What's the simplest way to have a scroll view (with pagingEnabled set to YES) have a page width set to something other than the scroll view's bounds?

Let me give an example. Suppose I have a scroll view with 10 items, each 150 pixels wide, and my scroll view is 300 pixels wide. If I start with views 1 and 2 visible and scroll horizontally to the right, I want the next "page" to show items 2 and 3. If I scroll one more page to the right, I would see items 3 and 4.

Has anyone done this? If not, what strategy would you use?

up vote 44 down vote accepted

Alexander Repty just blogged about this very topic: http://blog.proculo.de/archives/180-Paging-enabled-UIScrollView-With-Previews.html. Short answer: it's not as simple as just changing the width of the 'page', but it's not too hard.

  • I've seen this approach mentioned elsewhere and tried it, but unfortunately I don't think it does what I want. I need more than to see the edges of the surrounding items - In my case, I need to have two items fully on screen. This approach unfortunately didn't work too well for me, especially on the very leftmost/rightmost edges. – Mike McMaster Feb 13 '10 at 1:48
  • 7
    Just make your scrollview 150px wide, but turn off clipping. Put the whole thing inside a view that's 300 px wide, and turn ON clipping for it. – Ben Gottlieb Feb 13 '10 at 4:44
  • Thanks, Ben. As I mentioned in my comment on Alexander's answer, this definitely put me on the right path. – Mike McMaster Feb 18 '10 at 6:06
  • 1
    Be sure to make note of "digdog"'s comment on the blog post, to make sure it works when you've got subviews that you need to be able to interact with. – Kristofer Sommestad Feb 23 '12 at 11:03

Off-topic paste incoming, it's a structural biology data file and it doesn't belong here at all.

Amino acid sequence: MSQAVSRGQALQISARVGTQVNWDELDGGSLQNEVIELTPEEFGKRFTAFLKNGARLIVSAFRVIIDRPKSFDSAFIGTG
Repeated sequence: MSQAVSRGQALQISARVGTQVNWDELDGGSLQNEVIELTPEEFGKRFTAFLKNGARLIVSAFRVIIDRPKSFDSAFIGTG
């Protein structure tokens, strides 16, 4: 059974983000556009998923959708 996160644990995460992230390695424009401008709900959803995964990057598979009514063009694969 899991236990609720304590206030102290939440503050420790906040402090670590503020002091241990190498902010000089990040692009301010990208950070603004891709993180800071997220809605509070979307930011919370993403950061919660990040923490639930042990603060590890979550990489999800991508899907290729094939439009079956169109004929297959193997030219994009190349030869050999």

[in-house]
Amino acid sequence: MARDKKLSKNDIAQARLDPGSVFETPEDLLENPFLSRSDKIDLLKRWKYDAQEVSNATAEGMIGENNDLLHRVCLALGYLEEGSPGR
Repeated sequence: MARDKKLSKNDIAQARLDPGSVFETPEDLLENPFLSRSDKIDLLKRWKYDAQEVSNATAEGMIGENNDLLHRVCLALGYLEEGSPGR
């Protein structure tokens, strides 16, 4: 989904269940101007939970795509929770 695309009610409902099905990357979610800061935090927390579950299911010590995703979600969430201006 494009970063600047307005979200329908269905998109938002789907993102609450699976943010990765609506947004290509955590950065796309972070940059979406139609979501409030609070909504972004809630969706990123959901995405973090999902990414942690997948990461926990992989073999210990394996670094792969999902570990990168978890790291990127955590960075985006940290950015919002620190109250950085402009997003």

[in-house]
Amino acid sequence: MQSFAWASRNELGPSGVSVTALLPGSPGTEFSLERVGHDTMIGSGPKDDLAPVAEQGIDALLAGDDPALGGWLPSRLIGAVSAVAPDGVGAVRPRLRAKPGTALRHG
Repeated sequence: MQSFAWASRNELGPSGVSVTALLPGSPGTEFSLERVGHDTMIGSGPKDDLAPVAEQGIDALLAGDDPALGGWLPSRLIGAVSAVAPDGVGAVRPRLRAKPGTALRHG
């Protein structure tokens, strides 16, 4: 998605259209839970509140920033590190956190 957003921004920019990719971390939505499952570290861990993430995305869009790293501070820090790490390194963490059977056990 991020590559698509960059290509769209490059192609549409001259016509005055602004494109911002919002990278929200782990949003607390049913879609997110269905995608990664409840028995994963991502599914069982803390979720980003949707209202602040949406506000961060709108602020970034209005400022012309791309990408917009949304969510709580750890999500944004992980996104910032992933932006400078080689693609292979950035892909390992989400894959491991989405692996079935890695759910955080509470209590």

• More about overwriting the hit testing method: smnh.me/hit-testing-in-ios – Tim Chen Nov 24 '14 at 1:22

Mike,

use the approach from my blog that Ben linked you to. Make the UIScrollView half the size of the surrounding view (i.e. 150px) and move it to the left instead of leaving it centered.

That should give you exactly the behaviour you wanted.

Cheers, Alex

  • It wasn't quite that simple, but I believe I've got it figured out. Your post certainly helped - thank you! – Mike McMaster Feb 18 '10 at 6:04

It can surely be done with the help of scrollview delegate methods & content-offset.

Below is the detailed code for the same.

int start;

int end;

int k=0;

- (void)scrollViewWillBeginDragging:(UIScrollView *)scrollView1
{

    pageControlUsed = NO;

    start = scrollView.contentOffset.x;

}

- (void)scrollViewDidEndDragging:(UIScrollView *)scrollView1 willDecelerate:(BOOL)decelerate
{

    end = scrollView.contentOffset.x;

}   


- (void)scrollViewWillBeginDecelerating:(UIScrollView *)scrollView1{

    int diff = end-start;

        if (diff>0)
        {

         k=k+150;
         [scrollView setContentOffset:CGPointMake(k, 0) animated:YES];

        }
       else {

         k=k-150;
        [scrollView setContentOffset:CGPointMake(k, 0) animated:YES];

          }
}

Simply override scrollViewWillEndDragging

- (void)scrollViewWillEndDragging:(UIScrollView *)scrollView withVelocity:(CGPoint)velocity targetContentOffset:(inout CGPoint *)targetContentOffset {
    CGFloat pageWidth = 160;
    targetContentOffset->x = pageWidth * (int)(targetContentOffset->x / pageWidth);
}
  • 1
    doesn't work in ios7. – kritzikratzi Jun 12 '14 at 11:15
UIScrollView *album = [[UIScrollView alloc] init];
album.translatesAutoresizingMaskIntoConstraints = NO;
album.pagingEnabled = YES;
album.clipsToBounds = NO;
album.showsHorizontalScrollIndicator = NO;
album.contentInset = UIEdgeInsetsMake(0, -50, 0, -50);
[view addSubview:album];


[view addConstraints:[NSLayoutConstraint constraintsWithVisualFormat:@"H:|-50-[_album(220)]" options:0 metrics:metrics views:views]];

[view addConstraints:[NSLayoutConstraint constraintsWithVisualFormat:@"V:|[_album(300)]" options:0 metrics:metrics views:views]];

this works fine on iOS 7.1~ 8.2

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